What does Melville’s career tell us of the creative imagination but that it lies at the mercy of earthly circumstances? Melville wrote, in his dozen productive years, with extraordinary intensity, spending such long hours at his writing table that his health and sanity were feared for and his eyes became, in his words, “tender as young sparrows.” Yet his youth held few hints of precocity or of literary concern; in 1850 he told Hawthorne, “Until I was twenty-five, I had no development at all. From my twenty-fifth year I date my life. Three weeks have scarcely passed, at any time between then & now, that I have not unfolded within myself.” The pre-Typee silence of this, in his father’s words, “amiable and docile” youth—compare Poe and Hawthorne and Bryant, all scribbling and published by their very early twenties—foreshadows the eventual return to silence when, at thirty-eight, after the publication of The Confidence-Man, Melville again succumbed to fatalism and intellectual passivity.
At the age of twenty-five, however, he found himself brimming with the exotic material of his recent adventures in the South Seas, and sensed a public eager for the kind of adventure tale that he could provide. “The book is certainly calculated for popular reading, or for none at all,” he wrote the publisher of Typee. The English edition coming first, he permitted the American text to be bowdlerized of “all passages … which offer violence to the feelings of any large class of readers.” These included not only “indelicate” sexual passages quite appropriate to the Polynesian setting, but unflattering accounts of the South Seas missionaries: “I have rejected every thing, in revising the book, which refers to the missionaries,” Melville assured his publisher. “So far as the wide & permanent popularity of the book is concerned, their exclusion will certainly be beneficial.”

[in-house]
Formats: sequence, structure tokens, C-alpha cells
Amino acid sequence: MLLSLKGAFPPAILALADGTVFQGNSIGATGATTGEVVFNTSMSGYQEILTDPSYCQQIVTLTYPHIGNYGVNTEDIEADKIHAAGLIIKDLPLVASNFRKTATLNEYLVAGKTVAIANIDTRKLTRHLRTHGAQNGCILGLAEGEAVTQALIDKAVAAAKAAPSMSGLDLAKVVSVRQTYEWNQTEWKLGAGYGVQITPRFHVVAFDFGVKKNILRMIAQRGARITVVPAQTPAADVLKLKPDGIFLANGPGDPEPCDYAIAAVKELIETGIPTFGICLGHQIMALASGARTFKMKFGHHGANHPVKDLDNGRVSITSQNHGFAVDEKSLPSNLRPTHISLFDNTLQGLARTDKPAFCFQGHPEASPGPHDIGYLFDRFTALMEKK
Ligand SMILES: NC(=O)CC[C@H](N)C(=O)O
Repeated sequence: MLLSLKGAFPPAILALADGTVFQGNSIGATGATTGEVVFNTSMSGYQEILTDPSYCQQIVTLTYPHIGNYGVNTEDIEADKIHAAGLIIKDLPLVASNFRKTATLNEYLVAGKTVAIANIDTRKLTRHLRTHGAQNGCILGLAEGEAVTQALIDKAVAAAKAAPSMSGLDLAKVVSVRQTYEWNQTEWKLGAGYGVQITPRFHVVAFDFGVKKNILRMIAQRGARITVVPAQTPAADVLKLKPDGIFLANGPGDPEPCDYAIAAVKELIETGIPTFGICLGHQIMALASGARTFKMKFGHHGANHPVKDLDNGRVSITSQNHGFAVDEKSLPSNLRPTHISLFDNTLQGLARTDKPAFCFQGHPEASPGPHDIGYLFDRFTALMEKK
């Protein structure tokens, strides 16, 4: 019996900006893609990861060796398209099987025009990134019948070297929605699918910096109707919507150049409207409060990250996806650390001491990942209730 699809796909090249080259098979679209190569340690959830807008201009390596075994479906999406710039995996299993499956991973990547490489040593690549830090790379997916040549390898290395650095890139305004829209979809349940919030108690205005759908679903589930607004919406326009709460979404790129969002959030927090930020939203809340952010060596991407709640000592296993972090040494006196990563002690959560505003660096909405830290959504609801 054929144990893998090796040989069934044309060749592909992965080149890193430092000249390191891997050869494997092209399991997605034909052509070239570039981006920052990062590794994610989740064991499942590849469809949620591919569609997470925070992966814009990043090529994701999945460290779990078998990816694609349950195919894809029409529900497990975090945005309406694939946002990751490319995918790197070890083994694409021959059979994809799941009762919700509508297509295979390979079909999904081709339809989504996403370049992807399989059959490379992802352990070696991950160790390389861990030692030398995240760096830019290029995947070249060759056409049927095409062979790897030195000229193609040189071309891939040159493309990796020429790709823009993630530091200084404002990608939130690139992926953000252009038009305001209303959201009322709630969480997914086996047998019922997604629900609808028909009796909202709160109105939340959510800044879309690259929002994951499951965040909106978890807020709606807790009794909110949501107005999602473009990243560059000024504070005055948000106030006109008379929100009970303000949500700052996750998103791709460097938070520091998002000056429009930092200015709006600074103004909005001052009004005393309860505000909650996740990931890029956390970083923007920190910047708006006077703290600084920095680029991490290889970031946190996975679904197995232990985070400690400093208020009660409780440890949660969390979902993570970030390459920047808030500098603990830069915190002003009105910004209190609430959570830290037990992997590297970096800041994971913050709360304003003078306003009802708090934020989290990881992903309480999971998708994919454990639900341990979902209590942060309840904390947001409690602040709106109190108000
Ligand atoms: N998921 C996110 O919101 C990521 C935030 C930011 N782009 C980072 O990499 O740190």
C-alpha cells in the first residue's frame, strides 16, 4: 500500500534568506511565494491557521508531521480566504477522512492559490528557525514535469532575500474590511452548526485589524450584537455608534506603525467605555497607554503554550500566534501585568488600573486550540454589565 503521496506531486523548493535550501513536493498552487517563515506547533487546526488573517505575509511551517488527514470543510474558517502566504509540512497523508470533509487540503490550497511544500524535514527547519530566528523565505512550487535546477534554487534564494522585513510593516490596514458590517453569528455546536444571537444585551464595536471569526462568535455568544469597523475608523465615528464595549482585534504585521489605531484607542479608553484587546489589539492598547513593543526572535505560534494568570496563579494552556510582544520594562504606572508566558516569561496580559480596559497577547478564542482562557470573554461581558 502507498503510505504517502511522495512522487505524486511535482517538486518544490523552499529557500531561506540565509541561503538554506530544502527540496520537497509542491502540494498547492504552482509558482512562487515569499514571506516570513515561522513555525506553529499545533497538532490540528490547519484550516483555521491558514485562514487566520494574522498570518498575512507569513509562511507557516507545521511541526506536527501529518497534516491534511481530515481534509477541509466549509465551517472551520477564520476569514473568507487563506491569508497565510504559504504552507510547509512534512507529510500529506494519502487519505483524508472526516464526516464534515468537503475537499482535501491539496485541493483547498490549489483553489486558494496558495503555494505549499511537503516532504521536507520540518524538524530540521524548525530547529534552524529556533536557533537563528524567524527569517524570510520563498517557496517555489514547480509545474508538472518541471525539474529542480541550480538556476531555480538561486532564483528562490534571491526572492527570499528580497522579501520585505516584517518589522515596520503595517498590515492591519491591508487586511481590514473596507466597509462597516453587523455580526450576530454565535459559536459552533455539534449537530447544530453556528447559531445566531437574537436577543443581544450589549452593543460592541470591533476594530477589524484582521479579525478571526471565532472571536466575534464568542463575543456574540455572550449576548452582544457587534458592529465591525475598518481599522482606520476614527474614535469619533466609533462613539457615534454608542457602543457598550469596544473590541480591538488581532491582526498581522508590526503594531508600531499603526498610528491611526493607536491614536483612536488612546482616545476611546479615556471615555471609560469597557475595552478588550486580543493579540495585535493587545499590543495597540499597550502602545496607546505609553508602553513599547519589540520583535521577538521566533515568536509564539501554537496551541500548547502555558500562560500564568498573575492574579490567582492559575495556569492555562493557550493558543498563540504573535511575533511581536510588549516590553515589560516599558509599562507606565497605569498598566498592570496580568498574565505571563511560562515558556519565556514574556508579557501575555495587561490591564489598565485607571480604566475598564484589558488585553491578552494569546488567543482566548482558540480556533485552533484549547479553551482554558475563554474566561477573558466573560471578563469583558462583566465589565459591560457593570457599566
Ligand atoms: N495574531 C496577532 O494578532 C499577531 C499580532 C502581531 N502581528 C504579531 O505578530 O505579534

A certain Walter Whitman, reviewing the book in the Brooklyn Eagle, praised it as summer reading: “A strange, graceful, most readable book this …. As a book to hold in one’s hand and pore dreamily over of a summer day, it is unsurpassed.” Its successor, Omoo, was even more consciously shaped to avoid offending the prejudices of a large audience, and to at least one reader, the wife of Henry Wadsworth Longfellow, seemed “very inferior to Typee, being written not so much for its own sake as to make another book apparently.” In writing Mardi, Melville himself began to chafe against the requirements of making yet another book. Writing his English publisher, John Murray, he confessed, “Proceeding in my narrative of facts I began to feel an incurable distaste for the same; & a longing to plume my pinions for a flight, & felt irked, cramped & fettered by plodding along with dull common places.”
Chastened by the self-indulgent book’s failure, he returned to facts and commonplaces in Redburn and White-Jacket, but with a good deal of resentment and bitterness and self-scorn. He wrote his father-in-law that the books were “two jobs, which I have done for money—being forced to it, as other men are to sawing wood.” To Richard Henry Dana, Jr., whose Two Years Before the Mast was a classic of the genre in which Melville first composed, he claimed to have turned out these books “almost entirely for lucre” and in his journal marveled that a favorable reviewer of Redburn should “waste so many pages upon a thing, which I, the author, know to be trash, & wrote it to buy some tobacco with.” And he wrote Evert Duyckinck that he hoped never to write another book like it, though it “puts money into an empty purse.” When an author, he goes on, “attempts anything higher—God help him & save him! for it is not with a hollow purse as with a hollow balloon—for a hollow purse makes the poet sink—witness ‘Mardi.’ ”